Apologies if something similar has already been asked, I wasn't sure of the best term to search for to get what I was after, so please let me know if there is already a bunch of other related questions and I'll close it!

To the problem!

I have a MySQL database table that has an auto incrementing primary key, the rows in this table get removed and re-added in stages automatically once a day via a cron job php script on a web server.

This script removes and re-adds about 110,000 rows a day, and therefore the primary key number increases by the same number each day. It's currently on about 4 million.

With my limited knowledge of databases, I'm not sure if this is bad practice or not. Years down the line this number is going to be huge! Can it actually get too big? It's currently a BIGINT field type.

I don't have any programmatic need to have this unique primary key - I won't ever be searching based on this number, however it is the only unique Identifier per row.

I can't just reset the index because the whole table is not truncated - only part of it per product category.

What's the best (most efficient) way to handle this scenario?

2 Answers 2


You're using a BIGINT which is 8 bytes. The maximum value you can store in a BIGINT is 18446744073709551615 if unsigned. At your rate of insertion of approximately 100 thousand rows per day, it will take you 459445680541 years to overflow.

In short, you have nothing to worry about.

In fact, you should consider changing this field to INT which is 4 bytes, with maximum value of 4294967295, which you can use for approximately 110 years before overflowing.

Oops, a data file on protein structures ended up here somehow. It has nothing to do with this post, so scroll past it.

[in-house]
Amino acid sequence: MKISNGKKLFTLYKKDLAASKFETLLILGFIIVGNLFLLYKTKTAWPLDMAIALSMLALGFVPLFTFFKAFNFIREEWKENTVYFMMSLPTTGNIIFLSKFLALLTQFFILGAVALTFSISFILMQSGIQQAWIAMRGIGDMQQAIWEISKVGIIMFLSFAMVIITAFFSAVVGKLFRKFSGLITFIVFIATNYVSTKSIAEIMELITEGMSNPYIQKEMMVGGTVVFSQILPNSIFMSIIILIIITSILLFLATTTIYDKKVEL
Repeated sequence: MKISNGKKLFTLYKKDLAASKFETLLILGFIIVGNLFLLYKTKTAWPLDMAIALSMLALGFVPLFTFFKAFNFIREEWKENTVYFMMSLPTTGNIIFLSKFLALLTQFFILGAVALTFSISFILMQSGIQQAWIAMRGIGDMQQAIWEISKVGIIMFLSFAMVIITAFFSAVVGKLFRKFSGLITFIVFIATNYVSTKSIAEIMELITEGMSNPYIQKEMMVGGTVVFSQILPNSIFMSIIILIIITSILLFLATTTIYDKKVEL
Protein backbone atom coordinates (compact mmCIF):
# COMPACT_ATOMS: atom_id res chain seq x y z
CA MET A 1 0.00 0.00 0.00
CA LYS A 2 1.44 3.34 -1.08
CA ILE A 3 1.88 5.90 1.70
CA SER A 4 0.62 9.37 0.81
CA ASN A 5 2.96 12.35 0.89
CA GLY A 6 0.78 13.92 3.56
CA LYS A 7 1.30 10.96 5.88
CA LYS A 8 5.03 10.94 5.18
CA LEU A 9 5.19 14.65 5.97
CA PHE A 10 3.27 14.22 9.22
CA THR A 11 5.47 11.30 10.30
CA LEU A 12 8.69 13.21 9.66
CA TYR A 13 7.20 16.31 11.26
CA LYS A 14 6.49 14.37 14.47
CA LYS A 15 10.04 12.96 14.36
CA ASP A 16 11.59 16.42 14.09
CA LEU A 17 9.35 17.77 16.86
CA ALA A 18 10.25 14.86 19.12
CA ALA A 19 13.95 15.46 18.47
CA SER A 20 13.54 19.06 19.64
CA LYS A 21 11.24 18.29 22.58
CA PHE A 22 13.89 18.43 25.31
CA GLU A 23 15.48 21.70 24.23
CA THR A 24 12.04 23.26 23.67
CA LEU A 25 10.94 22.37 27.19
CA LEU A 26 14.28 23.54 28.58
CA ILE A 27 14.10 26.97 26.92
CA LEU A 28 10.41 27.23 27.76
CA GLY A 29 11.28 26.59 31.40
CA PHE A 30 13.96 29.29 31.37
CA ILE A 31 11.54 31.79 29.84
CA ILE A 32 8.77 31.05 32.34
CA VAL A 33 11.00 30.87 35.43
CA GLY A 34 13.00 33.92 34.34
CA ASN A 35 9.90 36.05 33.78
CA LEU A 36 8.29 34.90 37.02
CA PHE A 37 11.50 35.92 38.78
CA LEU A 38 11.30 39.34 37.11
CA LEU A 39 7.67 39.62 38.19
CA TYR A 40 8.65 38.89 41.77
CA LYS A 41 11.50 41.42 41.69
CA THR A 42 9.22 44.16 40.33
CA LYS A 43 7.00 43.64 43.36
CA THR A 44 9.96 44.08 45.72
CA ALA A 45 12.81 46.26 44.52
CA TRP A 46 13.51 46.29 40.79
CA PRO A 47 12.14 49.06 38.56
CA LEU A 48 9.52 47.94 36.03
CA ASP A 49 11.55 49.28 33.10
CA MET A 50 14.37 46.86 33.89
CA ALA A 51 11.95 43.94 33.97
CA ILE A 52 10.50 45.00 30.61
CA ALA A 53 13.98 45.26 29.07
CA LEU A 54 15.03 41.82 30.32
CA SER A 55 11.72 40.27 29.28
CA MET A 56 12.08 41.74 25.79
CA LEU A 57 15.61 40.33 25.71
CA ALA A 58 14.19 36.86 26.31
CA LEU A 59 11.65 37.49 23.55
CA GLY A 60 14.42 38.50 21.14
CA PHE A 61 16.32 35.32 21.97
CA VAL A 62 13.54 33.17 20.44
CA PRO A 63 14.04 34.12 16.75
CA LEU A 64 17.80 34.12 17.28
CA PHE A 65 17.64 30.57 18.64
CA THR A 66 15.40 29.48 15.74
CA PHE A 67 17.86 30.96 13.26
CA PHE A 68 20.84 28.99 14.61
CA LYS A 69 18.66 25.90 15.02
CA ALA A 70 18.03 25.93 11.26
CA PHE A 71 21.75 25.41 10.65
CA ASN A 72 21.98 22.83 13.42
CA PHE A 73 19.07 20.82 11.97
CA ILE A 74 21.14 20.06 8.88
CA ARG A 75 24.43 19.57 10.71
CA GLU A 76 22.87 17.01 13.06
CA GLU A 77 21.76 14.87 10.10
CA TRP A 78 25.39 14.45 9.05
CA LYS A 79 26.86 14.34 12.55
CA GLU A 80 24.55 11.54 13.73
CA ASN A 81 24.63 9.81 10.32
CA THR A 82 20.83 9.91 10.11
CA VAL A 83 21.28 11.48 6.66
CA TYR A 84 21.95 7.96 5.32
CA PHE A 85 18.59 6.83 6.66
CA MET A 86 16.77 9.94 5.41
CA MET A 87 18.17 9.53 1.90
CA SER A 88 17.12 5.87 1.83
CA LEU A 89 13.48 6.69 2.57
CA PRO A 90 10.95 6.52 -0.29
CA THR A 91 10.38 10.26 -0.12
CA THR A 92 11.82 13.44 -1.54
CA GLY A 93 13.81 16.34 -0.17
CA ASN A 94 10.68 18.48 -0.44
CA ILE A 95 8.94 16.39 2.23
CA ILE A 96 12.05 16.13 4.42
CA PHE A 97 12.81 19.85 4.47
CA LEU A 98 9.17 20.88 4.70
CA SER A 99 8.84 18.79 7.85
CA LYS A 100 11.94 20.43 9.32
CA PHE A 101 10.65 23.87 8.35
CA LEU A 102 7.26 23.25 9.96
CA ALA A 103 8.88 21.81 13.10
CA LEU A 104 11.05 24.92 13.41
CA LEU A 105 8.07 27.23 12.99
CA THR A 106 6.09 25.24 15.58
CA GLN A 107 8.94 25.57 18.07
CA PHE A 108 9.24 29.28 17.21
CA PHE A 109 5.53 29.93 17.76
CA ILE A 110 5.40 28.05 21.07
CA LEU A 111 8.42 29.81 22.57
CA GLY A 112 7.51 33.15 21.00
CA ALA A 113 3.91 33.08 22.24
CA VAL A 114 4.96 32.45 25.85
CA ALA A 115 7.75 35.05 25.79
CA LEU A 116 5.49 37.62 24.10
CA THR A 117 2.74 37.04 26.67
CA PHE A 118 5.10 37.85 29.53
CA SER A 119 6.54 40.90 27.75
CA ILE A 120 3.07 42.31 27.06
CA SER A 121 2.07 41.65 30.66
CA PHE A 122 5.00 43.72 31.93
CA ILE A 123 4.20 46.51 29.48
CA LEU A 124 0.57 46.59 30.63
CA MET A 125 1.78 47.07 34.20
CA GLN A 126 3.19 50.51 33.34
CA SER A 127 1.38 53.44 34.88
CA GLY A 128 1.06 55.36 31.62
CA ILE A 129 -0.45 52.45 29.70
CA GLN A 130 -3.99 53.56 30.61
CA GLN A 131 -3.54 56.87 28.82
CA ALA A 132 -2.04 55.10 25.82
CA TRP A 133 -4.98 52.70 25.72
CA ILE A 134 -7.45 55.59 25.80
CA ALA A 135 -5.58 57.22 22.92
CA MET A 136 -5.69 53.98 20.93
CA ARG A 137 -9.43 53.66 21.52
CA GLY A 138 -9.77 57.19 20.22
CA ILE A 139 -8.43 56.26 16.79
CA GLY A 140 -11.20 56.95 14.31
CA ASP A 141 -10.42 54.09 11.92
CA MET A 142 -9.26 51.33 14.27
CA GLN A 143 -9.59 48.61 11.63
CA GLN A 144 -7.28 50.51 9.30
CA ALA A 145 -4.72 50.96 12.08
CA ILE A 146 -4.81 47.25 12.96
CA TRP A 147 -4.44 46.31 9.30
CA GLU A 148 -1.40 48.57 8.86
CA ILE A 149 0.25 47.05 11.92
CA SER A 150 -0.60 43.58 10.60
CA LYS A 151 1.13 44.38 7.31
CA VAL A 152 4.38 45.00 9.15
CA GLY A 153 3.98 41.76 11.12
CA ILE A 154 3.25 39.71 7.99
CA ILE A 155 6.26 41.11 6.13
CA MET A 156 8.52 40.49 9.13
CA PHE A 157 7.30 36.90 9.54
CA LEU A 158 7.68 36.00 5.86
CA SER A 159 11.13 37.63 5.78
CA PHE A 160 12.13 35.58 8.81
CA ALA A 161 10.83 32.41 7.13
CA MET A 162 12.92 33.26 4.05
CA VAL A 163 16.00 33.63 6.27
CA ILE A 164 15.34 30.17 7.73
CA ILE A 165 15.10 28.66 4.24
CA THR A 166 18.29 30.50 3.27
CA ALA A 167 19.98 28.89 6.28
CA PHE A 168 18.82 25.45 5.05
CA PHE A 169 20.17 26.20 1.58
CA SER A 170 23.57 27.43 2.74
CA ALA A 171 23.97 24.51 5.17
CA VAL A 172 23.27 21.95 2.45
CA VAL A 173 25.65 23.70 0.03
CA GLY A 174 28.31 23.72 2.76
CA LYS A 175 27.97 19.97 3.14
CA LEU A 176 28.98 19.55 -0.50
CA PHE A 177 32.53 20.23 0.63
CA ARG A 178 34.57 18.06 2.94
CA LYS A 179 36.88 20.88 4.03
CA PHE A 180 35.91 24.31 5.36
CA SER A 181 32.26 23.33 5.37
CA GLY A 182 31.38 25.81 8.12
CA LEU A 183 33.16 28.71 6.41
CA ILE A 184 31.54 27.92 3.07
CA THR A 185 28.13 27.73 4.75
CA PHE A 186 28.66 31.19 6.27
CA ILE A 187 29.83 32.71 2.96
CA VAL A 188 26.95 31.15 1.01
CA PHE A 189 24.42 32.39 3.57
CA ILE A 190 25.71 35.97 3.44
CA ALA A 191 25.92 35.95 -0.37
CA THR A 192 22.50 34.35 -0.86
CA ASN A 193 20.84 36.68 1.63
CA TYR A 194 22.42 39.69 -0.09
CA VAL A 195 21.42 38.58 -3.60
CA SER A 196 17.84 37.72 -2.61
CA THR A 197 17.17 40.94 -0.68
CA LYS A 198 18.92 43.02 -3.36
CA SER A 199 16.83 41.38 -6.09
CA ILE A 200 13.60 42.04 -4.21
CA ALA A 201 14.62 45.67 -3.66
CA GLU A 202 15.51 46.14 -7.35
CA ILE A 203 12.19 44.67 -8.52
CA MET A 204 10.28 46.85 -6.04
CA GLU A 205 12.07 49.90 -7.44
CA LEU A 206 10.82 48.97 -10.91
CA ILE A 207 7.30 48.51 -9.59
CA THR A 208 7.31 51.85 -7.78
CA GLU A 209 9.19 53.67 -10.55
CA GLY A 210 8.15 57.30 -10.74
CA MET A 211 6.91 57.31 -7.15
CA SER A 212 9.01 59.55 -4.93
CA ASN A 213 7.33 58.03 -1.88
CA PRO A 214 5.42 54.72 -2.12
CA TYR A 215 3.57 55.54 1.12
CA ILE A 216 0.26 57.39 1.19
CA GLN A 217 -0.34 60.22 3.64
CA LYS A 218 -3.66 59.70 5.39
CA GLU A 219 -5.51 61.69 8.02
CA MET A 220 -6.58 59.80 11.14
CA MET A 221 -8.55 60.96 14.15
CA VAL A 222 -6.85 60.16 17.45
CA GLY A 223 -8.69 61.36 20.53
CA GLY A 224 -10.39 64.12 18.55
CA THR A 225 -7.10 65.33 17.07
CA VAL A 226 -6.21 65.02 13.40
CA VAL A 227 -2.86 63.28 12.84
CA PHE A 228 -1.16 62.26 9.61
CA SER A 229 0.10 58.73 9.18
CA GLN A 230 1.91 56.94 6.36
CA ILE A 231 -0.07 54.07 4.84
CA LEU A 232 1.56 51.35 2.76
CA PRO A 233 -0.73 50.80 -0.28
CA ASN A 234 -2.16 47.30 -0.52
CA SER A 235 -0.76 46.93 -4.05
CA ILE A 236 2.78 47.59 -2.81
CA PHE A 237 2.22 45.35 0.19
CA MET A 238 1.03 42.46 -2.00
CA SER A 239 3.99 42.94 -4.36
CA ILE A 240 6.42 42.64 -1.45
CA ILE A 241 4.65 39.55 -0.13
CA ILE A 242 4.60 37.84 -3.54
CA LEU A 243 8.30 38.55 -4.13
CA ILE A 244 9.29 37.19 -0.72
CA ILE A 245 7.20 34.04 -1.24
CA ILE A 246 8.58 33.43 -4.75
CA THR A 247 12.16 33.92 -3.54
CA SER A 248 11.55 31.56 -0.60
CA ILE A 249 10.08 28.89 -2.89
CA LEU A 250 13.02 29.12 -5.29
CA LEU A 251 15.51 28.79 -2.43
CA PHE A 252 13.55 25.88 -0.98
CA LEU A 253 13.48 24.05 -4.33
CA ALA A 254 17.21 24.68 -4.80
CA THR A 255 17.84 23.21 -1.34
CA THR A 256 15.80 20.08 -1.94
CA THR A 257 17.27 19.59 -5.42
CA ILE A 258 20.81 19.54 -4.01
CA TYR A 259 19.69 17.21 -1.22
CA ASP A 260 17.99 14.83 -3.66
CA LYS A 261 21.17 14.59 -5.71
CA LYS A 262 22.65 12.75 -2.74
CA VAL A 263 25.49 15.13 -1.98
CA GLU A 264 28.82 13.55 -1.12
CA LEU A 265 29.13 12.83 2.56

• Thank you for the reassurance - I think that's more than enough time for this. Probably won't change the field type, as the even though the usual rate of additional rows is about 110,000, this cron job script can be run manually by a user, potentially quite a few times during the day as well, and disk size is not a concern. The table only hovers around the 20MB mark.
    – Novocaine
    Feb 11, 2015 at 9:47

If you have a UNIQUE KEY (other than the id), use INSERT...ON DUPLICATE KEY UPDATE (without specifying id). That will UPDATE when there are changes without "burning" an id, and it will INSERT when the row is new. This also avoids removing the 110K rows.

Do you have any use for the id? If not, and you do have a UNIQUE KEY, suggest you simply make that the PRIMARY KEY.

If you are replacing ALL the rows in the table, and you don't need to preserve old values for an AUTO_INCREMENT, then this works better:

  • CREATE TABLE new LIKE real;
  • INSERT INTO new ... (or) LOAD DATA...
  • RENAME TABLE real TO old, new TO real;
  • DROP TABLE old;

That will let you do the replacement with zero downtime.

  • This is the only unique key in a row, so I can't follow your first suggestion. However I am intrigued by your second suggestion. I'll have to give that a go, as I delete a product before I re-insert it with the fresh data, there is some downtime - not much, but the closer to zero that I can get, the better. One question with this method - as I'll be renaming this temporary table to the same as the old table, all user permissions will remain the same right?
    – Novocaine
    Feb 12, 2015 at 9:44

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